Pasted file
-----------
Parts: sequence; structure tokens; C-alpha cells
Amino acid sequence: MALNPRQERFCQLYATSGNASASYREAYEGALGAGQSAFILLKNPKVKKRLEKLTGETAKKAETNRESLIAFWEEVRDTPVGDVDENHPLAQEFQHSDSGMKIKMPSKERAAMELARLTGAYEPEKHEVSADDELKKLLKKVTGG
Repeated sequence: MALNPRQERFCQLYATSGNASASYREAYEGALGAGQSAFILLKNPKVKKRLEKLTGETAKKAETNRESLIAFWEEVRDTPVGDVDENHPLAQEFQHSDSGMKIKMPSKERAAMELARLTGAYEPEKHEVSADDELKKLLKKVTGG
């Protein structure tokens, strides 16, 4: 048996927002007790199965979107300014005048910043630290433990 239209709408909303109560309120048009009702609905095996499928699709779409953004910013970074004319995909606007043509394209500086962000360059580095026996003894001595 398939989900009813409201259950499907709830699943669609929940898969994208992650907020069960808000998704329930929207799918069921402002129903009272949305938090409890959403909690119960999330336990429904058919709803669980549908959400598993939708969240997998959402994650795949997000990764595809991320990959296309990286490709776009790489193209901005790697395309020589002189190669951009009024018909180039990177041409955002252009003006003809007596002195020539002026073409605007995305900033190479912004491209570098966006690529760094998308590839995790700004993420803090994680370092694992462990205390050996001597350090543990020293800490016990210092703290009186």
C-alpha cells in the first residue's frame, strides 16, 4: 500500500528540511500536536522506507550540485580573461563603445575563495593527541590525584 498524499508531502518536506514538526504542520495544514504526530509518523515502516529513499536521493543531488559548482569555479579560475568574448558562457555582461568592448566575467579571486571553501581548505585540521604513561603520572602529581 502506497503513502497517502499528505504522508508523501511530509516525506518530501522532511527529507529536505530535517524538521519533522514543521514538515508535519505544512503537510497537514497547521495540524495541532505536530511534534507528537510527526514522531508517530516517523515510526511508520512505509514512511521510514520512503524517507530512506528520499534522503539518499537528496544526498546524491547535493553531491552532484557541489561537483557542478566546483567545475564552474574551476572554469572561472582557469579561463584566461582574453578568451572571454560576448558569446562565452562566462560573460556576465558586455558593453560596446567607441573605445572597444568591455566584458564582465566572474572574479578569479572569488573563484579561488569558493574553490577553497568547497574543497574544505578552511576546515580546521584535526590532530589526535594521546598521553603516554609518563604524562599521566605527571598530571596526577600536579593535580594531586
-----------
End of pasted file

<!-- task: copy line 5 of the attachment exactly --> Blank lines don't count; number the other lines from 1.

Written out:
C-alpha cells in the first residue's frame, strides 16, 4: 500500500528540511500536536522506507550540485580573461563603445575563495593527541590525584 498524499508531502518536506514538526504542520495544514504526530509518523515502516529513499536521493543531488559548482569555479579560475568574448558562457555582461568592448566575467579571486571553501581548505585540521604513561603520572602529581 502506497503513502497517502499528505504522508508523501511530509516525506518530501522532511527529507529536505530535517524538521519533522514543521514538515508535519505544512503537510497537514497547521495540524495541532505536530511534534507528537510527526514522531508517530516517523515510526511508520512505509514512511521510514520512503524517507530512506528520499534522503539518499537528496544526498546524491547535493553531491552532484557541489561537483557542478566546483567545475564552474574551476572554469572561472582557469579561463584566461582574453578568451572571454560576448558569446562565452562566462560573460556576465558586455558593453560596446567607441573605445572597444568591455566584458564582465566572474572574479578569479572569488573563484579561488569558493574553490577553497568547497574543497574544505578552511576546515580546521584535526590532530589526535594521546598521553603516554609518563604524562599521566605527571598530571596526577600536579593535580594531586